Off with their heads, those men who used the phrase “pubic hair on coke cans” or those drunken teenagers who tried to get to second base or who dropped trow, or who were a bit too quick on the draw or too quick with their hands. Let them all be fired from their jobs and/or resign from their Offices those conservative men (not liberal men) who in the heat of the moment in their teenage years, especially in high school and college, have dared put their bodies next to a coed. And let’s broaden this sanction and apply it across the board to all men and all women who while teenagers engaged in any offensive act . . . .these acts should disqualify all from Office and Job . . .the All the Leftists decide to single out at any given moment.

    It is Animal Farm, it is 1984, it is Camus’ framing/persecution/pilloring, execution of the innocent, and the Masses echo the Queen: “Off with their heads.”

  4. You know, I recall Tuck telling me, when he was a Frosh at Yale, that he recalls Kavanaugh was at a party where guys were smoking black hashish, opium tinged hash, and he remembers very clearly that it was Kavanaugh who passed the small black hash pipe to him; he remembers this more clearly after consulting with lawyers and psychologists at Harvard.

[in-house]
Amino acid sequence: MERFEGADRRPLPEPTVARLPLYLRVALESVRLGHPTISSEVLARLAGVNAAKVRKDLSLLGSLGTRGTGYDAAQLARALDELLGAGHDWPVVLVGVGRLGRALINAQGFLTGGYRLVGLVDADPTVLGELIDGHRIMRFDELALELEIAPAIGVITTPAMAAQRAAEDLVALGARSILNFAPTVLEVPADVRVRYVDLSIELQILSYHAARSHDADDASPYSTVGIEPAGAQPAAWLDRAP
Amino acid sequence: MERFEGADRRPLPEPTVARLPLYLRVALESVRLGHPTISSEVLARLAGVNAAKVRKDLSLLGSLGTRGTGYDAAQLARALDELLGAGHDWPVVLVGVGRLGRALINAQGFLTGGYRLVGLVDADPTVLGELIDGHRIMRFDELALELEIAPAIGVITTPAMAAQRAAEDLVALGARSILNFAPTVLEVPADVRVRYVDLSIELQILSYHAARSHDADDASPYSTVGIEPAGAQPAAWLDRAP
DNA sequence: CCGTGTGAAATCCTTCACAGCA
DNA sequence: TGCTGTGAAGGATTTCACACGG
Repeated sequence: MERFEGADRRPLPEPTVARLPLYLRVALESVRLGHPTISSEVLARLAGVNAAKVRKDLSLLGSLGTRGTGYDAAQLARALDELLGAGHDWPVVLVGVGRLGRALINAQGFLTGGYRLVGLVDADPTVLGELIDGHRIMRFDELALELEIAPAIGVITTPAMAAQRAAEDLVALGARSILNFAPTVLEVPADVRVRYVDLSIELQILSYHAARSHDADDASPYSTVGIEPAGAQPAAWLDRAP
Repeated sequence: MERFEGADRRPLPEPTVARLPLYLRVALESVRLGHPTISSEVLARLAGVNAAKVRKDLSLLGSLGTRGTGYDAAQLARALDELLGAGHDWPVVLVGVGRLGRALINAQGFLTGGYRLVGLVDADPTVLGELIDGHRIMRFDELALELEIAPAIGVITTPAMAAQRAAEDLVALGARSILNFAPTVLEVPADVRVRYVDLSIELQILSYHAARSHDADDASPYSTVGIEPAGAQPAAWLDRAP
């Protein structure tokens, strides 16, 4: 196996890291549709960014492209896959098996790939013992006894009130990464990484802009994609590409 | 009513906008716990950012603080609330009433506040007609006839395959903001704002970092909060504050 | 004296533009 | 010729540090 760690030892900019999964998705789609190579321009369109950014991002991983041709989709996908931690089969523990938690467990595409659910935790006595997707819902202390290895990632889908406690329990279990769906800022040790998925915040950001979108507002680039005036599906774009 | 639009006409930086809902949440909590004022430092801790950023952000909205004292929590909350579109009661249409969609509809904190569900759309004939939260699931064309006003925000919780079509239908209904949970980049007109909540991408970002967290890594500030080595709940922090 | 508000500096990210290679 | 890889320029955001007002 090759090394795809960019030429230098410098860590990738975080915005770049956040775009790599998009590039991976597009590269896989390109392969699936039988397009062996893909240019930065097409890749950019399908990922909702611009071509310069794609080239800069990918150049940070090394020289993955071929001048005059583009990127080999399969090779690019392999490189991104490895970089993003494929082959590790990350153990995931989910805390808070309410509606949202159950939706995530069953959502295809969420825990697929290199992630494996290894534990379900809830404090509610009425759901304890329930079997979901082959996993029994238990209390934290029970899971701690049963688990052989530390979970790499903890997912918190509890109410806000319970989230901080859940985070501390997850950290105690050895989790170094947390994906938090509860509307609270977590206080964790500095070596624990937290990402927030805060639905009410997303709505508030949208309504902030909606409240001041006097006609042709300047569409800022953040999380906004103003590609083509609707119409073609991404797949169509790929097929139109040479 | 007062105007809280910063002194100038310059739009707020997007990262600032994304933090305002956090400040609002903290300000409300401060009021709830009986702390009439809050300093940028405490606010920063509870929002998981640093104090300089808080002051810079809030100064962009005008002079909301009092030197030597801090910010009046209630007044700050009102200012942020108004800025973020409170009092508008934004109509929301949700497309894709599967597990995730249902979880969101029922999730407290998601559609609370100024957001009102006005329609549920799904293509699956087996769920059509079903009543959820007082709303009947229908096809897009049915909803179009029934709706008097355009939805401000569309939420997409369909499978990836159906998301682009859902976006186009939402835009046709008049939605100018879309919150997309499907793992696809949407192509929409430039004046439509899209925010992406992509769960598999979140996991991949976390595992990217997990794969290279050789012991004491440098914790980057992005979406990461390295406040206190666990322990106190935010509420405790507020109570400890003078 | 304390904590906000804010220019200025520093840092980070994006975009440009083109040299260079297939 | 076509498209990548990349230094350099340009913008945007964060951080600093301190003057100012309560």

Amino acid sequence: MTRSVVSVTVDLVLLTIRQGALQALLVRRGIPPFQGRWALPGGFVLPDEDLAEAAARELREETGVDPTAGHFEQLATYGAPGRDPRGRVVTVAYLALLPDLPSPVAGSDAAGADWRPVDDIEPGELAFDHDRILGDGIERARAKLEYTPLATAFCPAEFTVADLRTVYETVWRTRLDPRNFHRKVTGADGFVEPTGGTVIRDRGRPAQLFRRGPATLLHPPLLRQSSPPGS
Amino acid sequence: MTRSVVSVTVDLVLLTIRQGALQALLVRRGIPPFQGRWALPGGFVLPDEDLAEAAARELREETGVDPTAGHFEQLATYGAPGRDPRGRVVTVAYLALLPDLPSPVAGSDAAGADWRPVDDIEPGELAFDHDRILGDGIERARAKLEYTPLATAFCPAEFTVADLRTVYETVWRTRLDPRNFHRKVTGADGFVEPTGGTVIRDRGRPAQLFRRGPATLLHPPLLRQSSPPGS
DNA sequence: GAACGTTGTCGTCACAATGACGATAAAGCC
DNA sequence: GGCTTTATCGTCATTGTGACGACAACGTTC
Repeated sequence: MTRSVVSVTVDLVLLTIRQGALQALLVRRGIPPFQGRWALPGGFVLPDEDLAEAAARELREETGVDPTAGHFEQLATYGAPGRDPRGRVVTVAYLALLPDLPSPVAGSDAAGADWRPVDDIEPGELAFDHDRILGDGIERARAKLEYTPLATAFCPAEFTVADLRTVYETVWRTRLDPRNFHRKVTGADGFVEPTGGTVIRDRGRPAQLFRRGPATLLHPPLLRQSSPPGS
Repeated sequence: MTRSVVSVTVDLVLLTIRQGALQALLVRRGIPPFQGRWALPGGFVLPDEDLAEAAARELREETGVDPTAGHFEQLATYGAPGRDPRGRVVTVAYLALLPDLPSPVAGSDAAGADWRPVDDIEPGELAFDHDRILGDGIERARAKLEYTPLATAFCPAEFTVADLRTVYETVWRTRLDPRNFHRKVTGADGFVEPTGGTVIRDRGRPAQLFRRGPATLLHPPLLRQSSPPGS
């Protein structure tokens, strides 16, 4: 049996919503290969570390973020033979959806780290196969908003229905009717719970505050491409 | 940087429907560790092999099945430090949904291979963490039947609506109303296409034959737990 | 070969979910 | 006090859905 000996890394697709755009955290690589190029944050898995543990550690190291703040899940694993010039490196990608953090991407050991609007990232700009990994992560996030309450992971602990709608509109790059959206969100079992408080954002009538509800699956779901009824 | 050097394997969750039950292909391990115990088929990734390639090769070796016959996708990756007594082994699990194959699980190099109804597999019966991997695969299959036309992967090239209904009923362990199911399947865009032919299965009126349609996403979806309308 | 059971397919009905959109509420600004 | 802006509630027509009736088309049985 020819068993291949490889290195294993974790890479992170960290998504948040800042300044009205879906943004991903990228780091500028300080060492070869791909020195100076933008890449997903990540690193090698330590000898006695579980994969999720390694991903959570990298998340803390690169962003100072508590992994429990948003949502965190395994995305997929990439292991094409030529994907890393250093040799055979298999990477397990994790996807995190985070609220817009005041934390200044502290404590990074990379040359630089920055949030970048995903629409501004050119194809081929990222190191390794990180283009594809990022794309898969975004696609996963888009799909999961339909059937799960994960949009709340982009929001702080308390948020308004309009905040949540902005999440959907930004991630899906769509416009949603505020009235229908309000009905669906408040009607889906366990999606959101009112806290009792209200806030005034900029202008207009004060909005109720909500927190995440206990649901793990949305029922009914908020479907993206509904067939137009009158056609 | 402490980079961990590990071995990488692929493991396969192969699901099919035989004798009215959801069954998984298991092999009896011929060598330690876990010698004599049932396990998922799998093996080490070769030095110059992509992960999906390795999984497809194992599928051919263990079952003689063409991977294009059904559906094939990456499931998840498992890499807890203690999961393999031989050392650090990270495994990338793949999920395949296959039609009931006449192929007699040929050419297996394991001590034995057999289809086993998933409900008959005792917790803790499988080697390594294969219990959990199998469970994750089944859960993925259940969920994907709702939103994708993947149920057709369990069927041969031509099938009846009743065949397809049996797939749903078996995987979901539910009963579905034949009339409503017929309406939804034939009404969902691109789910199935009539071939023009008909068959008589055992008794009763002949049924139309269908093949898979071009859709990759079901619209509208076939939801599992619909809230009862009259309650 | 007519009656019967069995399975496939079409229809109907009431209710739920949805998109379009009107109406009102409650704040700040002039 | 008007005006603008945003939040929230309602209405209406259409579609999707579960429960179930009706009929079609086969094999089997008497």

I do not make light of this. These are serious allegations against teenagers. All in Congress/Government Service who’ve every engaged in such actions should immediately resign or be wired. We, Orwell’s Big Brother, encourages snitches, especially those with refreshed memories of twenty to thirty to forty years or older, to immediately come forward.

  5. Matt
    This message is in response to the detailed one you wrote in part 2 of the TJ English book analysis:

    Something doesnt make sense to me about Pat Nee being in agreement with Bulger to off his partners in crime. Why would Nee need Bulger to do his dirty work? Why wouldnt nee just murder McGonagle and King and Leonard himself?